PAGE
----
GI Systems & Disorders

At Minnesota Gastroenterology, we know that patients and families want to know as much as they can about the GI system and disorders that affect their daily lives.  Refer to the list below to find the information that is most helpful to you.  If you still have questions, please contact us through our website Quick Links or call (612) 871-1145 to make an office appointment.

A B C D E F G H I L M N P S T U V W

Pelvic Floor Dysfunction

What is pelvic floor dysfunction?
Pelvic floor dysfunction refers to the abnormal function of the pelvic floor muscles. This can affect bowel, urinary and in women, sexual organ function. With regards to bowel function, the pelvic floor muscles are important to maintain control over the bowel and to efficiently achieve a bowel movement. If the pelvic floor muscles relax too much, fecal incontinence (stool leakage) or rectal prolapse (sagging of the rectum) can result. If these muscles fail to relax, it can lead to difficulty achieving a bowel movement. These are common disorders among women but can affect men as well.

What causes pelvic floor dysfunction?
Several things can lead to pelvic floor dysfunction, including pregnancy, vaginal delivery, pelvic floor trauma, obesity, pelvic floor surgery and/or radiation and longstanding difficulty with bowel irregularity including constipation and/or diarrhea.

What are the gastrointestinal signs and symptoms of pelvic floor dysfunction?
Pelvic floor dysfunction can cause a variety of gastrointestinal symptoms including fecal incontinence, rectal prolapse, constipation, bloating, abdominal cramping or pain, a sensation of incomplete bowel emptying, the urge to have a bowel movement but unable to achieve a bowel movement, changing one’s position to achieve a bowel movement and needing to place your finger in the rectum or vagina to assist with having a bowel movement.

How is pelvic floor dysfunction diagnosed?
Pelvic floor dysfunction is diagnosed after a rectal and/or pelvic exam in addition to specialized testing at a pelvic floor center. This testing typically includes anorectal manometry, electromyography and defecography. Anorectal manometry is used to evaluate the strength of the pelvic floor muscles. It involves placing a small tube with pressure sensors into the rectum. Electromyography is used to evaluate the nerve coordination of the pelvic floor muscles. It involves placing a small sponge in the anus or using a small electrode to stimulate the nerves of the pelvic floor muscles. Defecography is used to evaluate the movement of the pelvic floor muscles during a bowel movement. It involves placing a small amount of barium into the rectum and watching the pelvic floor muscles move as the barium is passed out of the rectum.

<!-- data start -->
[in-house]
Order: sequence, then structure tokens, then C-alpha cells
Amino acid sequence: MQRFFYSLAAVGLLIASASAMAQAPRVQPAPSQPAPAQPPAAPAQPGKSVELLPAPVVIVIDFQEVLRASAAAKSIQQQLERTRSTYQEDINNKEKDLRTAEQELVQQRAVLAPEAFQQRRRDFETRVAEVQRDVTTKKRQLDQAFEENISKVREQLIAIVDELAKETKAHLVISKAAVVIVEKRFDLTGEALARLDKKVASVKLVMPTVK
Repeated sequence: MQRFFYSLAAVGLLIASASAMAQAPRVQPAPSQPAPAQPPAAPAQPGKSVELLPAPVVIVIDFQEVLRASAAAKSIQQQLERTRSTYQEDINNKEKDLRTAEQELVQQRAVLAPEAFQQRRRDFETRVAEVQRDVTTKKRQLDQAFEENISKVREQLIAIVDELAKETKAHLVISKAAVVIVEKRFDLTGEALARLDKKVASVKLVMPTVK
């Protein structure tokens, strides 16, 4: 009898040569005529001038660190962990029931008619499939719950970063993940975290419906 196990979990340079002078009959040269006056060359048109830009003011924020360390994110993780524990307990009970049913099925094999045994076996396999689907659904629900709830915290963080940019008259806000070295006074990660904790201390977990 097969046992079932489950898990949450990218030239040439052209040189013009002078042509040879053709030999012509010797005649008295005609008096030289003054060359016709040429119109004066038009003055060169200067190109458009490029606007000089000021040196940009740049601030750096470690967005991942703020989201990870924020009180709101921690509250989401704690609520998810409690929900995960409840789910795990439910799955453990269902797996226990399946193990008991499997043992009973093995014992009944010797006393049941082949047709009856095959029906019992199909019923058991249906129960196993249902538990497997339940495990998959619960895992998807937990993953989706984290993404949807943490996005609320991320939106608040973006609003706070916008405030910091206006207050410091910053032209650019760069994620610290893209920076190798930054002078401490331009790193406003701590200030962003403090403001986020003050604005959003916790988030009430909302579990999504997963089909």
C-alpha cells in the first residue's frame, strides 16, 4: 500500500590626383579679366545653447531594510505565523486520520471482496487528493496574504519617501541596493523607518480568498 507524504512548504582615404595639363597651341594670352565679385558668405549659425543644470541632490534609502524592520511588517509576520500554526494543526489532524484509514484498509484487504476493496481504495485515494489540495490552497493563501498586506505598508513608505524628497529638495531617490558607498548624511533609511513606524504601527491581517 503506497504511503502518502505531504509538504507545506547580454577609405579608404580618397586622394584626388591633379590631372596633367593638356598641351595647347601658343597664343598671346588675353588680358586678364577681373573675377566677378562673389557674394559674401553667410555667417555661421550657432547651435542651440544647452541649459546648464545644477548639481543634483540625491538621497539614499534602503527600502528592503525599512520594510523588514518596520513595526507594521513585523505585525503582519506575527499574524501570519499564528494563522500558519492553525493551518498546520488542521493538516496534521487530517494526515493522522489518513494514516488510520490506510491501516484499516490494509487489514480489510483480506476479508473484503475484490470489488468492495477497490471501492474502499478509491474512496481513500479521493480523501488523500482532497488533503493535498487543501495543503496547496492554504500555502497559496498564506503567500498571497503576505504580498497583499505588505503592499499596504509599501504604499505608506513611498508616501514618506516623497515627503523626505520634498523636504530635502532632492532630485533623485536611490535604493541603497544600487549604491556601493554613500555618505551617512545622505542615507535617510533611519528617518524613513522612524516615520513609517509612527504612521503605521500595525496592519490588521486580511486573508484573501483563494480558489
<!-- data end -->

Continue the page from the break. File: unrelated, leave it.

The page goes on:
How is pelvic floor dysfunction treated?
Once your pelvic floor dysfunction is defined, it allows your gastroenterologist to design a treatment plan for you. Depending on what is required, a variety of treatments may be used to include agents that alter your stool consistency such as laxatives or antidiarrheals, agents that relax your muscles such as antispasmodics and agents that improve your nerve function, such as tricyclic antidepressants or serotonin reuptake inhibitors. Biofeedback therapy to retrain your pelvic floor muscles so they coordinate optimally may also be considered. Other possible interventions include Botox injections, spinal cord stimulation through a device called Interstim or a referral to a colorectal surgeon if surgery is indicated.

When to seek medical advice?
See your gastroenterologist if you have rectal bleeding, weight loss, need to insert your finger into your rectum or vagina to achieve a bowel movement or have persistent bowel irregularity.

Additional Resources
International Foundation for Functional Gastrointestinal disorders website: www.aboutgimotility.org